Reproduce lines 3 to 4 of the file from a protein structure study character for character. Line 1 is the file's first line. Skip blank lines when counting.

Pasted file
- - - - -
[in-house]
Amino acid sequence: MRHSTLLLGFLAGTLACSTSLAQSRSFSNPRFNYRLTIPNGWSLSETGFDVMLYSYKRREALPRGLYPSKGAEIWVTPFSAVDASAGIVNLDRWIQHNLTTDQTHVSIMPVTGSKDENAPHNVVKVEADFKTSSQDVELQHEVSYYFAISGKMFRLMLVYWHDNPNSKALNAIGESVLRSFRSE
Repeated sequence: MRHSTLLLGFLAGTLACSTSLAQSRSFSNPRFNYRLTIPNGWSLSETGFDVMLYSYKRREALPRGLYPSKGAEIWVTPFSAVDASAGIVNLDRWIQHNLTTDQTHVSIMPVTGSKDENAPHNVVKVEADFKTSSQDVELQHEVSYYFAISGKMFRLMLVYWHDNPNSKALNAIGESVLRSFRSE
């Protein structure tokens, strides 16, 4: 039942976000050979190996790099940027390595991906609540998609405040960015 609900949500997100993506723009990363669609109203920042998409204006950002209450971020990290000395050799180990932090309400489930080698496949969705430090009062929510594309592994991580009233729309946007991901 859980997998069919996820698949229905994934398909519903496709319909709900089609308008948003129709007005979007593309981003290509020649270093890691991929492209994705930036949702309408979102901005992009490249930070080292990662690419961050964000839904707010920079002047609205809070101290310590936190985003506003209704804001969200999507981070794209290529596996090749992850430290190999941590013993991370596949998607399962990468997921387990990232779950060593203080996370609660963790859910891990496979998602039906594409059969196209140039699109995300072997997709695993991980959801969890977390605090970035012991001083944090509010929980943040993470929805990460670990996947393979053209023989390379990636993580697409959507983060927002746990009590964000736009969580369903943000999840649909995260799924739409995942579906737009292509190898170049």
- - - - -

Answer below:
Repeated sequence: MRHSTLLLGFLAGTLACSTSLAQSRSFSNPRFNYRLTIPNGWSLSETGFDVMLYSYKRREALPRGLYPSKGAEIWVTPFSAVDASAGIVNLDRWIQHNLTTDQTHVSIMPVTGSKDENAPHNVVKVEADFKTSSQDVELQHEVSYYFAISGKMFRLMLVYWHDNPNSKALNAIGESVLRSFRSE
């Protein structure tokens, strides 16, 4: 039942976000050979190996790099940027390595991906609540998609405040960015 609900949500997100993506723009990363669609109203920042998409204006950002209450971020990290000395050799180990932090309400489930080698496949969705430090009062929510594309592994991580009233729309946007991901 859980997998069919996820698949229905994934398909519903496709319909709900089609308008948003129709007005979007593309981003290509020649270093890691991929492209994705930036949702309408979102901005992009490249930070080292990662690419961050964000839904707010920079002047609205809070101290310590936190985003506003209704804001969200999507981070794209290529596996090749992850430290190999941590013993991370596949998607399962990468997921387990990232779950060593203080996370609660963790859910891990496979998602039906594409059969196209140039699109995300072997997709695993991980959801969890977390605090970035012991001083944090509010929980943040993470929805990460670990996947393979053209023989390379990636993580697409959507983060927002746990009590964000736009969580369903943000999840649909995260799924739409995942579906737009292509190898170049």